Tag Archives: Service Learning

Benefits of Interdisciplinary Learning

SNC is unique in their offering of an Interdisciplinary Studies major; students can choose two or three areas of study and develop it into a personalized major. Many students mix Outdoor Adventure Leadership with a complementary area of study, such as Journalism, Entrepreneurship, Ski Business & Resort Management or Environmental Science. Other students choose interdisciplinary majors such as Sustainability, Digital Arts & Journalism, or New Media Journalism.

I declared a major in Interdisciplinary Studies in Journalism and Outdoor Adventure Leadership last fall and am loving the mix of learning writing skills and leadership development in an outdoor setting.

This semester, I undertook two of my three required Interdisciplinary Studies classes: INTD 250: Principles of Interdisciplinary Learning and INTD 300: Service Learning. The INTD 250 class revolves around research-intensive assignments and projects that encompass all of the elements of each student’s major, and in the INTD 300 class, each student partners with a non-profit and dedicates 60 volunteer hours and a cumulative project to their organization. While there’s been points during the semester where I’ve wanted to drop everything and give up, they’ve both been extremely beneficial now that I reflect on my experience.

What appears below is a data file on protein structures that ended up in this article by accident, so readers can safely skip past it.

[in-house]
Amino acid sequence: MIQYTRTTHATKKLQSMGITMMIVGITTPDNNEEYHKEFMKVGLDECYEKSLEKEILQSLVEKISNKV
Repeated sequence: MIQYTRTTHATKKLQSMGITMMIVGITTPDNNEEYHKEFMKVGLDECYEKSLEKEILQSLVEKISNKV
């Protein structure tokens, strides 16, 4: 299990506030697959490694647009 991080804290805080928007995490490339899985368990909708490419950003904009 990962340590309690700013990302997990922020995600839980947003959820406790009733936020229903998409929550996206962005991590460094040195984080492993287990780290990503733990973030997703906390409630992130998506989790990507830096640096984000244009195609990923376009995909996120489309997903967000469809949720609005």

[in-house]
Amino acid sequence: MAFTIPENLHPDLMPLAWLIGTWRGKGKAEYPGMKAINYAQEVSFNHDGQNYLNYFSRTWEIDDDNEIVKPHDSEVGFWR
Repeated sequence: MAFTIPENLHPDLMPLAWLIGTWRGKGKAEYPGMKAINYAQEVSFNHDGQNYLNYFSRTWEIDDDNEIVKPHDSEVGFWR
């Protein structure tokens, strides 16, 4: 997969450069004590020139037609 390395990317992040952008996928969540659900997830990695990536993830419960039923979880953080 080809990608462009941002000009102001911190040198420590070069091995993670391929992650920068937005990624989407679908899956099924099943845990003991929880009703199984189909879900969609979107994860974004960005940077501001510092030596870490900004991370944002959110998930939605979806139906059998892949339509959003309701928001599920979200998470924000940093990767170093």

In INTD 250, I’ve been challenged to examine the links between all aspects of my education – links I’d completely overlooked before. In INTD 300, taking the skills i’ve learned in Journalism and ODAL and transferring them to a non-profit setting has given me the essential, invaluable real-world experience. Both classes embody SNC’s theme of professional preparedness.

In a college education system that doesn’t allow for much experimentation and creativity in degree tracks, the Interdisciplinary Studies program here at SNC is gold. I truly feel like I have designed my own degree and gained the utmost value out of my time here. I’ll be walking away with more than just a piece of paper come graduation.